In Brief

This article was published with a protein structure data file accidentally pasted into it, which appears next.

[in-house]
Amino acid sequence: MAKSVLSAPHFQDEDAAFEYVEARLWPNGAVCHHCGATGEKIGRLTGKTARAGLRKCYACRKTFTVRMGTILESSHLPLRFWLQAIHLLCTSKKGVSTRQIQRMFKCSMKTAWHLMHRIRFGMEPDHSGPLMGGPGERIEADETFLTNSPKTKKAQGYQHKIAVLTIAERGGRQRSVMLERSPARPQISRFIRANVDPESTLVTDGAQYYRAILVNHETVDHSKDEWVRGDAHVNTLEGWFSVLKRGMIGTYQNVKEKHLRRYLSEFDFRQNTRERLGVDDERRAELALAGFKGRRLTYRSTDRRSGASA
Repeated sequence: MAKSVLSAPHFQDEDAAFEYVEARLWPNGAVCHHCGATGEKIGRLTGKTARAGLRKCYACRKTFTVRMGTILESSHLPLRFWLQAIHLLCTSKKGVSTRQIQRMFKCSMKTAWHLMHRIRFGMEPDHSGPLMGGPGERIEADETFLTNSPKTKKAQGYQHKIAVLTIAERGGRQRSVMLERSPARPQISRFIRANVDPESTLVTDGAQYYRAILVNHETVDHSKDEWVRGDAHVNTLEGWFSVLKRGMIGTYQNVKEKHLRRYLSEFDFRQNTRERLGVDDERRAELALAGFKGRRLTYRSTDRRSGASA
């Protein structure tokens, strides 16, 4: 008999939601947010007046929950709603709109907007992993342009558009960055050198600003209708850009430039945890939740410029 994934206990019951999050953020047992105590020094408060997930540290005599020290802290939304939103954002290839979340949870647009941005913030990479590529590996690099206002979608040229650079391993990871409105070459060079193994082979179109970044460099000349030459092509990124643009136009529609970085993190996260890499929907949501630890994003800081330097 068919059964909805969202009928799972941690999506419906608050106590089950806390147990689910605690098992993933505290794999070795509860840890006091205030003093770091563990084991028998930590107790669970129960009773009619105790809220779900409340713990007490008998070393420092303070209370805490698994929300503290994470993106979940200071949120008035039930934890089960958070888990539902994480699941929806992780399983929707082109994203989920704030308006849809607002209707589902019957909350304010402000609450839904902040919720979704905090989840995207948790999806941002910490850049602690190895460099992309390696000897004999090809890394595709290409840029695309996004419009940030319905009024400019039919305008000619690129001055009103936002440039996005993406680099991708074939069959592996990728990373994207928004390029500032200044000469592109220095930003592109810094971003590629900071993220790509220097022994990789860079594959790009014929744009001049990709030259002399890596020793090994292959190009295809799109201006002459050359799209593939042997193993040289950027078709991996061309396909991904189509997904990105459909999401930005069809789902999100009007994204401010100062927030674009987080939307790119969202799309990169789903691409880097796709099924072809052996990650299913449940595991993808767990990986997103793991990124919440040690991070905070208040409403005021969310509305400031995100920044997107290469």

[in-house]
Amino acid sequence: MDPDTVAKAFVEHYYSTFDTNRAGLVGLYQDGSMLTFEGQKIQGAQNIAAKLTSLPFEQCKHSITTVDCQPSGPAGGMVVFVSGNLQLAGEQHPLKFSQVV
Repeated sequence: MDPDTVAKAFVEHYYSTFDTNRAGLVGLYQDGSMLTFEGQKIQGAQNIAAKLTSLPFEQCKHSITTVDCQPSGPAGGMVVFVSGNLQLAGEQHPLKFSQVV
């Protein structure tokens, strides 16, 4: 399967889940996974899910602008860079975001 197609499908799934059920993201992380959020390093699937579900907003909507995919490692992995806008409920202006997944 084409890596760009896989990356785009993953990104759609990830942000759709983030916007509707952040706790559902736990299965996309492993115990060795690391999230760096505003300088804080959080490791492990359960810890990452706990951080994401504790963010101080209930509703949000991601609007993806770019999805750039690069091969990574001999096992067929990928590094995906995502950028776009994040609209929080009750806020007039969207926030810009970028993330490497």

National Bank places 5.9 million shares National Bank (NBG), Greece’s largest lender, said yesterday it privately placed 5.945 million treasury shares with Greek and foreign institutional investors at 13.45 euros a share. NBG said in a bourse filing it had placed the shares through an accelerated bookbuilding at a price 3.7 percent below Tuesday’s close. The placement fetched 80.26 million euros ($106 million) and will boost capital adequacy. NBG shares were trading 1.93 percent lower at 13.83 euros in early trade. The shares are up 6.2 percent on the year to date, slightly outperforming the broader Greek market’s 5.3 percent advance. The shares have fallen 58.7 percent in the last 12 months. NBG – also present in Bulgaria, Romania, Serbia, Cyprus, Egypt and Turkey – reported a 5 percent drop in 2008 profits as it set aside provisions for bad loans in Southeast Europe. The group is taking part in the Greek government’s 28-billion-euro support scheme designed to bolster economic activity. (Reuters) Bulgarian c/a deficit more than halved The global economic downturn more than halved Bulgaria’s current account deficit to 649.3 million euros ($858.6 million), or 1.8 percent of annual GDP, in the first two months of the year, data showed yesterday. The deficit, the European Union newcomer’s key economic challenge, was 1.46 billion euros in the same period a year ago, or 4.3 percent of GDP, the central bank said in a statement. The government and analysts expect the gap to fall sharply to about 15 percent this year from over 25 percent in 2008, but say it will remain a serious risk due to plummeting foreign investment flows. Economists have warned that the gap makes Bulgaria vulnerable to external shocks and that the drop of foreign cash may put a strain on the country’s currency board regime – seen as a cornerstone of Bulgaria’s fiscal and monetary stability. Some say the Balkan country may be next in line to seek aid from the International Monetary Fund as the global crisis unfolds, business activity declines and investors flee emerging markets. (Reuters) Job losses Turkey’s unemployment rate jumped to 15.5 percent in the three months through February, its highest since records began in 2005, as industrial production slumped, sparking job losses in manufacturing. The rate increased from 11.3 percent in the same period last year, the Ankara-based statistics agency said on its website yesterday. The jobless rate was 13.6 percent a month earlier. Turkey’s economy contracted 6.2 percent in the last quarter of 2008, the first shrinkage in seven years. The global crisis has slashed demand from Europe for Turkish-made goods, such as cars, driving industrial production down. (Bloomberg) Soccer stadium J&P-Avax SA, Greece’s second-biggest construction company, said it holds a 48.5 percent stake in the group chosen to build a soccer stadium in Wroclaw, Poland. The contract, worth 142.9 million euros, was signed on April 14, according to an Athens bourse filing. (Bloomberg)

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